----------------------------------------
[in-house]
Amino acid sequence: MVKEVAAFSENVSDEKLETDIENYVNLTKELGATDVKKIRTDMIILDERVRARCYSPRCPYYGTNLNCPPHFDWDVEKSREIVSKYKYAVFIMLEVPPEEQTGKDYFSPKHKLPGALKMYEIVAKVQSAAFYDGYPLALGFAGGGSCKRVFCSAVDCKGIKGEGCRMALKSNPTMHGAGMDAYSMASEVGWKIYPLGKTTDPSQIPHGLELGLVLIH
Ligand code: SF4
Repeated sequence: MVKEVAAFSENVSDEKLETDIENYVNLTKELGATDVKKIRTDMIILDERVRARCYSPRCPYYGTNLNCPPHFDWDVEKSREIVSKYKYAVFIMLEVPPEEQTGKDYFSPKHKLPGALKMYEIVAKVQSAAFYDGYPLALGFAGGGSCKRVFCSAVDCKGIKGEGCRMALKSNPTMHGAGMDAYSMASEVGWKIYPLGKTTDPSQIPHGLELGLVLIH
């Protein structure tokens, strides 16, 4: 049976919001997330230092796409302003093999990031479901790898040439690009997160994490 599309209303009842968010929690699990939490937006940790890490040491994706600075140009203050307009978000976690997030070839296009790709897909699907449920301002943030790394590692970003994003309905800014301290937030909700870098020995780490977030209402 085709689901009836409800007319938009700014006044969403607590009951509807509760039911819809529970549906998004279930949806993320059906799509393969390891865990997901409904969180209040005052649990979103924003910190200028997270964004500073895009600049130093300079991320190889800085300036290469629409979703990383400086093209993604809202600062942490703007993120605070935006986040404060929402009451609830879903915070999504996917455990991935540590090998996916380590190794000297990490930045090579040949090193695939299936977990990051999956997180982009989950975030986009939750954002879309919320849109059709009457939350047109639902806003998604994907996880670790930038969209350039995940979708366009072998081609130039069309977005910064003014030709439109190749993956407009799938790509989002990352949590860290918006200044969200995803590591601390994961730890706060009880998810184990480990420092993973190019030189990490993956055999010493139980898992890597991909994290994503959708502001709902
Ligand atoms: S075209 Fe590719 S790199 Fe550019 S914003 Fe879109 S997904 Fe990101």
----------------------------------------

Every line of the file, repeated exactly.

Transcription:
[in-house]
Amino acid sequence: MVKEVAAFSENVSDEKLETDIENYVNLTKELGATDVKKIRTDMIILDERVRARCYSPRCPYYGTNLNCPPHFDWDVEKSREIVSKYKYAVFIMLEVPPEEQTGKDYFSPKHKLPGALKMYEIVAKVQSAAFYDGYPLALGFAGGGSCKRVFCSAVDCKGIKGEGCRMALKSNPTMHGAGMDAYSMASEVGWKIYPLGKTTDPSQIPHGLELGLVLIH
Ligand code: SF4
Repeated sequence: MVKEVAAFSENVSDEKLETDIENYVNLTKELGATDVKKIRTDMIILDERVRARCYSPRCPYYGTNLNCPPHFDWDVEKSREIVSKYKYAVFIMLEVPPEEQTGKDYFSPKHKLPGALKMYEIVAKVQSAAFYDGYPLALGFAGGGSCKRVFCSAVDCKGIKGEGCRMALKSNPTMHGAGMDAYSMASEVGWKIYPLGKTTDPSQIPHGLELGLVLIH
């Protein structure tokens, strides 16, 4: 049976919001997330230092796409302003093999990031479901790898040439690009997160994490 599309209303009842968010929690699990939490937006940790890490040491994706600075140009203050307009978000976690997030070839296009790709897909699907449920301002943030790394590692970003994003309905800014301290937030909700870098020995780490977030209402 085709689901009836409800007319938009700014006044969403607590009951509807509760039911819809529970549906998004279930949806993320059906799509393969390891865990997901409904969180209040005052649990979103924003910190200028997270964004500073895009600049130093300079991320190889800085300036290469629409979703990383400086093209993604809202600062942490703007993120605070935006986040404060929402009451609830879903915070999504996917455990991935540590090998996916380590190794000297990490930045090579040949090193695939299936977990990051999956997180982009989950975030986009939750954002879309919320849109059709009457939350047109639902806003998604994907996880670790930038969209350039995940979708366009072998081609130039069309977005910064003014030709439109190749993956407009799938790509989002990352949590860290918006200044969200995803590591601390994961730890706060009880998810184990480990420092993973190019030189990490993956055999010493139980898992890597991909994290994503959708502001709902
Ligand atoms: S075209 Fe590719 S790199 Fe550019 S914003 Fe879109 S997904 Fe990101």